For as long as I can remember there have always been ‘Mac’ people and ‘PC’ people. I have always been firmly in the latter camp and considering I started my first business at the age of 15 supporting people with PCs I became pretty competent with them. I even managed to do work experience at Microsoft while at school and having gone through the days of DOS and Windows 3.1 through to present day I have always felt comfortable with a Windows PC. Until recently.
I understand the need for Microsoft to continue to develop their widely adopted operating system however since Windows 8 has launched I have struggled to get to grips with it. Certain features have been removed and the interface changed, and I am sure that will further be the case with the imminent release of Windows 10. With PCs becoming more powerful and software better written, the ability to customise or see the nuts and bolts of the software has slowly been removed making the software more functional. The problem with this and the new interface is that it got me thinking as to whether instead of getting to grips with another new version of Windows interface that actually I should now have a go with Apple’s OS?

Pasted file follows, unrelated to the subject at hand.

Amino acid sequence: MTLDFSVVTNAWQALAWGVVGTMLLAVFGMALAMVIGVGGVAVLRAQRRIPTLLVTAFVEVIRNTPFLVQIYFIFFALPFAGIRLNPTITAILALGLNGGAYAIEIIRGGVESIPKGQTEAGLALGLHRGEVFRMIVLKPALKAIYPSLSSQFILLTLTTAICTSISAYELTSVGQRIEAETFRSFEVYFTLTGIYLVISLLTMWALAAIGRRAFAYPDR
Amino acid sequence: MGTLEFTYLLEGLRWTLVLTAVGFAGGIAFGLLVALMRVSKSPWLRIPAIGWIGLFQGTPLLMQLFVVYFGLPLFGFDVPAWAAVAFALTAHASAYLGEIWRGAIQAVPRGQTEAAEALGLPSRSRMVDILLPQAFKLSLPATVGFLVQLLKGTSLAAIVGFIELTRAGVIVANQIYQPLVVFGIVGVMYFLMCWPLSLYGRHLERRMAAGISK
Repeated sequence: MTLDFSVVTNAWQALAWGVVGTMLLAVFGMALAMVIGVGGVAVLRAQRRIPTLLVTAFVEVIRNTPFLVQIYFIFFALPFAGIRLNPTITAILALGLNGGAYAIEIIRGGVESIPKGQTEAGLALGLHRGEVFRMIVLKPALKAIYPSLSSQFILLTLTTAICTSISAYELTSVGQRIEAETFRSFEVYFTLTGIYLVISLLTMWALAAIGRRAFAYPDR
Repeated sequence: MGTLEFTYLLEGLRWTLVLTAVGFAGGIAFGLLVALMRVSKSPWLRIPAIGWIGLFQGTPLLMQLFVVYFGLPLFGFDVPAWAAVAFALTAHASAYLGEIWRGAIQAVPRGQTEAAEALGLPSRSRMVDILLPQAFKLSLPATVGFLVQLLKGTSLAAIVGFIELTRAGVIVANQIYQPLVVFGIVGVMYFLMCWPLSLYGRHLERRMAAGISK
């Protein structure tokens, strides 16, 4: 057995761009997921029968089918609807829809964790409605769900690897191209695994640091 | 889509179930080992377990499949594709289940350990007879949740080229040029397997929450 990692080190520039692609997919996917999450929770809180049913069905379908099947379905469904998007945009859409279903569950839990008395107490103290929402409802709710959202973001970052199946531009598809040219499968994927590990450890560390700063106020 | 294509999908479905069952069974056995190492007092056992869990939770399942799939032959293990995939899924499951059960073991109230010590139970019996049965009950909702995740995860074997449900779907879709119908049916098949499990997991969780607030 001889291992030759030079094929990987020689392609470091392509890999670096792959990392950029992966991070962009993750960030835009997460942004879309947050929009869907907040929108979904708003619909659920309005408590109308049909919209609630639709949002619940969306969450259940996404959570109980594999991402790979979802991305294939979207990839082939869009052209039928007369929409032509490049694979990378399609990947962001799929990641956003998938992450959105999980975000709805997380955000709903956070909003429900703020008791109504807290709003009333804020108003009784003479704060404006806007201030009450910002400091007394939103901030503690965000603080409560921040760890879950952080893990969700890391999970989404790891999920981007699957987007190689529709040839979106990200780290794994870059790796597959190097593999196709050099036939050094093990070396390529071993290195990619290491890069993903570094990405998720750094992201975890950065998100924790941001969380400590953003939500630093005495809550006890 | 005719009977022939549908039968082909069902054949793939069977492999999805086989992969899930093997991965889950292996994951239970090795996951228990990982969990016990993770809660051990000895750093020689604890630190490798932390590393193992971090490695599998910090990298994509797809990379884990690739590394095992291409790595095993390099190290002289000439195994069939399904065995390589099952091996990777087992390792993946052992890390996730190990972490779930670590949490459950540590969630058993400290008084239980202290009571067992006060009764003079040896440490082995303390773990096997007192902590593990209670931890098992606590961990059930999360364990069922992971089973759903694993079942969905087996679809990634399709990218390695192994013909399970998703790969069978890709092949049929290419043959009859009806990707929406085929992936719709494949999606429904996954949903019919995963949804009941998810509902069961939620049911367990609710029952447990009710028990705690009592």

Like a lot of people I have made an easy transition to Apple’s iPhone and iPad and use a lot of its functionality. But going from a pre-smart phone from Nokia to an iPhone is surely an easier task than unlearning years of Windows software shortcuts and moving to OS X Yosemite? Well this week I took the plunge with my sitting room computer and I have to say how impressed I am. After reading lots of reviews on Apple’s Mac software, I got the impression it was difficult to use, but within 10 minutes I was happily moving files around, upgrading software and customising my desk space. I believe the latest version is the closest yet to imitate Apple’s iOS, which is used on their infamous iPhone, so some users dislike it, but for a virgin user it helped it make more sense.
Going forward I can see more of my machines moving to Apple and crucially when my parents knock on my door for advice I am going to be steering them towards Apple’s cool looking PCs. As I say there is no need to know what is going on underneath the hood so Apple’s locked down machines and stable software mean I can now start treating my computer more like my car, in the sense that mechanically if something goes wrong I take it to an expert!